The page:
Length of stay and determinants of early discharge after facility-based childbirth in Cameroon: analysis of the 2018 Demographic and Health Survey

Jovanny Tsuala Fouogue, Aline Semaan, Tom Smekens, Louise-Tina Day, Veronique Filippi, Matsui Mitsuaki, Florent Ymele Fouelifack, Bruno Kenfack, Jeanne Hortence Fouedjio, Thérèse Delvaux, Lenka Benova

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Background: A minimum length of stay following facility birth is a prerequisite for women and newborns to receive the recommended monitoring and package of postnatal care. The first postnatal care guidelines in Cameroon were issued in 1998 but adherence to minimum length of stay has not been assessed thus far. The objective of this study was to estimate the average length of stay and identify determinants of early discharge after facility birth.

Methods: We analyzed the Cameroon 2018 Demographic and Health Survey. We included 4,567 women who had a live birth in a heath facility between 2013 and 2018. We calculated their median length of stay in hours by mode of birth and the proportion discharged early (length of stay < 24 h after vaginal birth or < 5 days after caesarean section). We assessed the association between sociodemographic, context-related, facility-related, obstetric and need-related factors and early discharge using bivariate and multivariable logistic regression.

Results: The median length of stay (inter quartile range) was 36 (9-84) hours after vaginal birth (n = 4,290) and 252 (132-300) hours after caesarean section (n = 277). We found that 28.8% of all women who gave birth in health facilities were discharged too early (29.7% of women with vaginal birth and 15.1% after a caesarean section). Factors which significantly predicted early discharge in multivariable regression were: maternal age < 20 years (compared to 20-29 years, aOR: 1.44; 95%CI 1.13-1.82), unemployment (aOR: 0.78; 95%CI: 0.63-0.96), non-Christian religions (aOR: 1.65; 95CI: 1.21-2.24), and region of residence-Northern zone aOR:9.95 (95%CI:6.53-15.17) and Forest zone aOR:2.51 (95%CI:1.79-3.53) compared to the country's capital cities (Douala or Yaounde). None of the obstetric characteristics was associated with early discharge.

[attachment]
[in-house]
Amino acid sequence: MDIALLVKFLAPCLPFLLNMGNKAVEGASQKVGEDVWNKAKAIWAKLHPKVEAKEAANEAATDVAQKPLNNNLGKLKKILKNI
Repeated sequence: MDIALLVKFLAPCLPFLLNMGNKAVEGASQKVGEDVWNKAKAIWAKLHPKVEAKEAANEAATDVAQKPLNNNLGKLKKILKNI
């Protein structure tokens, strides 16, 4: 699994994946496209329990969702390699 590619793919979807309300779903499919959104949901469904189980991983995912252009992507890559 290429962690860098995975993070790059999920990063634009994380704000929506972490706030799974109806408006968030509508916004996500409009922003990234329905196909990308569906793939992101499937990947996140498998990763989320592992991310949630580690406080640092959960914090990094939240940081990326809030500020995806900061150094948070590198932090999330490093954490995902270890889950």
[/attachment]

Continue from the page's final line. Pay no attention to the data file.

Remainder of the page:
Conclusions: More than 1 in 4 women who gave birth in facilities in Cameroon were discharged too early; this mostly affected women following vaginal birth. The reasons leading to lack of adherence to postnatal care guidelines should be better understood and addressed to reduce preventable complications and provide better support to women and newborns during this critical period.

Original languageEnglish
Article number575
JournalBMC Pregnancy and Childbirth
Issue number1
Publication statusPublished - 2023


  • Pregnancy
  • Infant, Newborn
  • Female
  • Humans
  • Young Adult
  • Adult
  • Cesarean Section
  • Patient Discharge
  • Length of Stay
  • Cameroon/epidemiology
  • Parturition
  • Demography

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